9 of The Best Vegetables For Container Gardening Are Revealed

Introduction to Vegetable Container Gardening

Vegetable container gardening can bring both bounty and joy. The simple pleasure derived from biting into a tomato that is still warm from the sunshine, picked and consumed on the spot is almost indescribable. The good news is that you can grow just about any vegetable in a container and in the process are likely to save some serious bucks as well by growing your own veggies. Below, therefore, we take a look at 9 of the best vegetables for container gardening as follows:

 

  1. Tomatoes

Tomatoes that are grown in containers are ideal for those who lack sunny locations. It is also the most likely vegetable that most people experiment container gardening with. However, if you have experienced disease problems with previous container gardening ideas and do not have ample room to move your plants, then try putting your tomato plant(s) in a container that has fresh potting. Also, try determinate varieties like Rutgers’ or Celebrity’ for smaller growing plants. You will still require to cage or stake them but will not need to prune them as much.

  1. Radishes

Radishes are considered fun to grow especially with younger children as they bloom fast, satisfying eager beginners. All you have to do is to scatter some seeds in the container (top level) and ensure that the soil is diligently kept moist. However, remember to harvest them before temperatures soar as they tend to develop strong flavors in late spring.

  1. Spinach

Spinach can be grown in succession to ensure a steady supply through the spring and fall months. The downside is that the plants tend to bolt as the weather gets hot which is why you should consider growing chard and/or other heat-tolerant plants during the summer.

  1. Peppers

Peppers are renowned for thriving in containers and they do not need as much moisture as other plants e.g. tomatoes. Moreover, the variety of sizes, heat, flavors, and colors is endless. The rule of thumb when growing peppers is to have a big container so that they can thrive.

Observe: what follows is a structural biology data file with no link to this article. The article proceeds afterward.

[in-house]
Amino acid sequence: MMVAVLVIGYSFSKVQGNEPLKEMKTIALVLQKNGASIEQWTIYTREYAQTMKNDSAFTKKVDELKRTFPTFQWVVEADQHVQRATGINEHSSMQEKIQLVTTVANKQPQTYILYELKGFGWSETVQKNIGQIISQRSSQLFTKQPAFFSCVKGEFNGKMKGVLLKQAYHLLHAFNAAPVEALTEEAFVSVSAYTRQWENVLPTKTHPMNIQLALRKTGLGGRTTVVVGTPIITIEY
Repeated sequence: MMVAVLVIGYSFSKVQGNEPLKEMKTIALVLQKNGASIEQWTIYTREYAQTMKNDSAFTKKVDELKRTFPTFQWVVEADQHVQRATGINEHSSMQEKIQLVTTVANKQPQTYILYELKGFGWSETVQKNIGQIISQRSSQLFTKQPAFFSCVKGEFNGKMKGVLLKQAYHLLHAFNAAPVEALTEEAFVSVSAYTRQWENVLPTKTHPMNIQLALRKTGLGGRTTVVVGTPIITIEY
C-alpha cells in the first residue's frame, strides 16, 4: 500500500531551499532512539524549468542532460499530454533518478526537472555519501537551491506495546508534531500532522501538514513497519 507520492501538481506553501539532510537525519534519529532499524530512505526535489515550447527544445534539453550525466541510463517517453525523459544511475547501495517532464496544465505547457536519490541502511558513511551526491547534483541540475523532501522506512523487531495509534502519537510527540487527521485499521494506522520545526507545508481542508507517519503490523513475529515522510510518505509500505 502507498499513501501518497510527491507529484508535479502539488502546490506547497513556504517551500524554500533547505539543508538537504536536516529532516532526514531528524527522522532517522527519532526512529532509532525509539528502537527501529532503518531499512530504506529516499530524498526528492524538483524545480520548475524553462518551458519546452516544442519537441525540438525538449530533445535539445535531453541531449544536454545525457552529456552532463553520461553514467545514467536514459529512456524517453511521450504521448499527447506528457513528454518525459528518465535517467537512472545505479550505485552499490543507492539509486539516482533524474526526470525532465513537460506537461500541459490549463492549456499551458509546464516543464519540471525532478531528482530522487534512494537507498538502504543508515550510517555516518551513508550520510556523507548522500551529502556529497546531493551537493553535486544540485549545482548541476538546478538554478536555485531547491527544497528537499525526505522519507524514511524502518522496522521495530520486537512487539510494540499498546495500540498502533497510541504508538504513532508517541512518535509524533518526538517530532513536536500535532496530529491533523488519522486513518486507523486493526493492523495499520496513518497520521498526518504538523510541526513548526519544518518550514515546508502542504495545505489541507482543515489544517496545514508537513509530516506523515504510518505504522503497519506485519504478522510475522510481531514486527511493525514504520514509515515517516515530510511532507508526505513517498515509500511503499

1. Greens

For those looking for the best container vegetables, then your choice would have to be lettuce and lush greens. Here, the size of the container does not really matter. Simply take some fertile soil, add the required seeds you wish to plant and keep the soil moist in order to get lovely salads from your home garden.

Mustards like Red Giant’ or Asian greens like Tatsoi’ also grow well in pots. Other salad greens e.g. arugula whose growth can be commenced indoors under lights during the winter months are excellent choices as well. Try collard greens and kale if you wish to extend your vegetable harvest into summer and fall and ensure that you always have greens at the ready for your kitchen.

  1. Beans

Bush green beans often thrive in containers as small as 8″ wide and 8″ deep per plant. Try Contender’ or Bush Blue Lake’ for consistent production and good flavor. If you settle on pole beans, remember that they need larger containers in addition to sturdy trellising systems. For best growth, always check the root depth of the vegetables.

  1. Beets

Beets generally grow well in small spaces but for best results, try the Red Ace’ type. Here, you need a container that is at least 12 inches deep so that the beets can grow freely. In such a space, one can grow up to six different plants but if you want more, you may opt for baby beets.

Beets also work well when combined with other greens. Try to plant in early spring and do so again in the middle of summer for a fall crop. Beet leaves (greens), just like chard are also edible as they belong to the same species, just different selections or varieties.

  1. Chard

Chard is fast becoming a firm favorite in container gardening as people increasingly realize the taste and beauty of this colorful foliage. Chard container vegetables can be harvested throughout the summer period and into fall and if picked on time, they are great for use in salads. If the leaves are a little older, they can serve as a great spinach substitute.

  1. Eggplants

Eggplants are quite ornamental when sown in a container, especially the purple Far East varieties. Try the Gretel’ or Hansel’ varieties for good production and compact plants. As with most vegetables, you will have to stake the plant in the container.